Write blog posts before and after the event

This is an opportunity for you to begin to combine multiple content elements together.

First, you’ll want to write at least one blog post in advance of the event – perhaps on the three big problems that your attendees will face in relation to the event topic, your presentation, etc.  (Write more blog posts if you can – the more the better.)

But here’s where all your other content begins to come together: you can embed your intro video into your blog post. Link the post to your landing page. Share the blog post on social, so that those who read the blog will then go to the event landing page and then back to social, full circle.

After the event, write about how it went: what you learned, who you met, the issues people mentioned to you, and what they can do about it. Include photos that you took on your phone when you were at the event. Mention other speakers and exhibitors, if it’s relevant. And direct the reader back to your event landing page, and your one clear call to action.

Engage on social media before, during, and after the event

Social is going to be your best friend to help you maximise the power of this event. Here are a few things you can do:

  • Find out what the hashtag is. Use it in every post relating to the event. It will help people find you.
  • Follow people who have said they are going.
  • Drop a note to people who are attending the event and start a real conversation. “Hey, glad you’re going! Looks like you’re coming a long way – you’ll need some serious coffee that morning!”
  • Ask who’s going, and invite them to ask questions in advance (particularly if you’re exhibiting or presenting)
  • Retweet and share other posts relating to the event, or the event topic. Again, use the event hashtag wherever possible.
  • Get your team involved on social: the more people with their own accounts who are sharing, posting, and engaging, the more you’ll get from it.
  • Train your team on social: Make sure everyone knows what to post (and not), and how to connect with people you meet there
  • Use social to make connections at the event. Pull out your phone and follow them on Twitter or Instagram when you meet them, so you don’t forget.
  • Use social media platforms that match the event audience. If everyone is using Twitter, you use that. If they’re all on Instagram or Facebook, use that.

By the way, if you’re part of an event soon and would like a 30 minute call with our Social Media Director to get some tips and ideas, you can book that here.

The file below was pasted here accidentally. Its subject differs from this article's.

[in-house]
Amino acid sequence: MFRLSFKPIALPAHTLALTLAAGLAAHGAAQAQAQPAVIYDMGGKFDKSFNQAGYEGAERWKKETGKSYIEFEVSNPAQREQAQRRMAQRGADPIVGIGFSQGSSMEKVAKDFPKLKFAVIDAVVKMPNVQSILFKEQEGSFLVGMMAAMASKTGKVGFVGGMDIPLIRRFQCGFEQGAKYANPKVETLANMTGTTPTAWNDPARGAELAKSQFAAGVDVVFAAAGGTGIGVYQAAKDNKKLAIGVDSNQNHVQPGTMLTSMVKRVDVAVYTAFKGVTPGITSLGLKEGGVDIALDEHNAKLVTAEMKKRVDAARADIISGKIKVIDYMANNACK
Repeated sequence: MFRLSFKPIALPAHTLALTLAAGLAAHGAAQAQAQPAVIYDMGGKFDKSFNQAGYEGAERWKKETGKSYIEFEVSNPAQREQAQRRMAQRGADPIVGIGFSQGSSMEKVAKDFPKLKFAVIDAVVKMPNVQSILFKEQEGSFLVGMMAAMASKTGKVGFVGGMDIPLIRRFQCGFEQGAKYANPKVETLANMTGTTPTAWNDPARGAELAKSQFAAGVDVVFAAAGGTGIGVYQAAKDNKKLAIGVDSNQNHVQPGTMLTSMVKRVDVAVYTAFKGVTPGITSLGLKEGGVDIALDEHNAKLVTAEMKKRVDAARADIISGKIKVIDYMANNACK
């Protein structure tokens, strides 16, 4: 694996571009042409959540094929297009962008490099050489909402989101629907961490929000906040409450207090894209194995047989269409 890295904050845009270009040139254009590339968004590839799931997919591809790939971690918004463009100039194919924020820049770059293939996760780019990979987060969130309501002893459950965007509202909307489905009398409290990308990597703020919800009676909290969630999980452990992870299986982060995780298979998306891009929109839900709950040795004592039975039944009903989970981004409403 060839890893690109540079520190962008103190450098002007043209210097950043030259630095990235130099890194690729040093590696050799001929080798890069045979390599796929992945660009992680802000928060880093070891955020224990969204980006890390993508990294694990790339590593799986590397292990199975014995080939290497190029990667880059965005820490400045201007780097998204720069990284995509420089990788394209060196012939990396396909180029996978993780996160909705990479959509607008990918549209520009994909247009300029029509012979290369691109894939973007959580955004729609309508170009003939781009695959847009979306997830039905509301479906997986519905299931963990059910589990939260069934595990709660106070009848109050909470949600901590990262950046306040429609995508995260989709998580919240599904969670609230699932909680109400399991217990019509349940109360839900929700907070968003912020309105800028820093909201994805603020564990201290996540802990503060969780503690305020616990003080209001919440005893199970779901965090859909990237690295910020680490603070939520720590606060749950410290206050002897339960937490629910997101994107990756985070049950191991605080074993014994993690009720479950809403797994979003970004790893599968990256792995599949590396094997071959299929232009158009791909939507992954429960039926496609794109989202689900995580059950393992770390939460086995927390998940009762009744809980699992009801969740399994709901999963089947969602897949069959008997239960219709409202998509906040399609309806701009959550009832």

Take photographs at the event

You don’t have to be a professional photographer (although if you want to bring one along, that’s even better).

The best camera is the one that’s always with you: so use your iphone or whatever phone and capture the team talking to visitors, panoramics of the whole event, other speakers, your own stand or presentation, etc.

Make a real effort to capture the feel of the event, and get good lighting. You may want to ask a photographer for a few tips so your photos aren’t dark, blurry, or making the event look bad rather than good!

Send emails before and after the event

Email is still very much alive. Send an email to your entire database (or to a particular relevant segment, if it’s only relevant to some) explaining that you are going, why you’re going, and that you would love to see them there. Remember to send them to your website landing page!

If you have a list of conference registrants, send an email to them and share your exhibition stand number, or a map, or something else so it’s easy for them to find you.

You could also consider doing a series of videos, or Facebook Live sessions, or a webinar in advance of the event to stir up interest.  Naturally you’ll want to email people about these so they can join!

After the event, send follow up emails:

  • Segment the emails to certain categories of people – those who stopped by your stand, those who gave you a card, those who specifically expressed an interest in a certain service.
  • Direct them to your website page and your one clear call to action
  • Send a series of emails, rather than only one. For example, you could send an email the day after the event, then a week after, then two or three weeks after, and even a few months after. Time goes by so quickly.
  • If it’s a close community, you could offer a get together at your offices or some sort of connection that brings people together again a few months after the event.
  • Send personal emails to those you remember meeting. (I’d suggest taking notes on your phone so you’ll be able to send intelligent emails!) Offer to arrange a call or a meeting, and as always direct them back to your landing page.

Let us know how the event goes!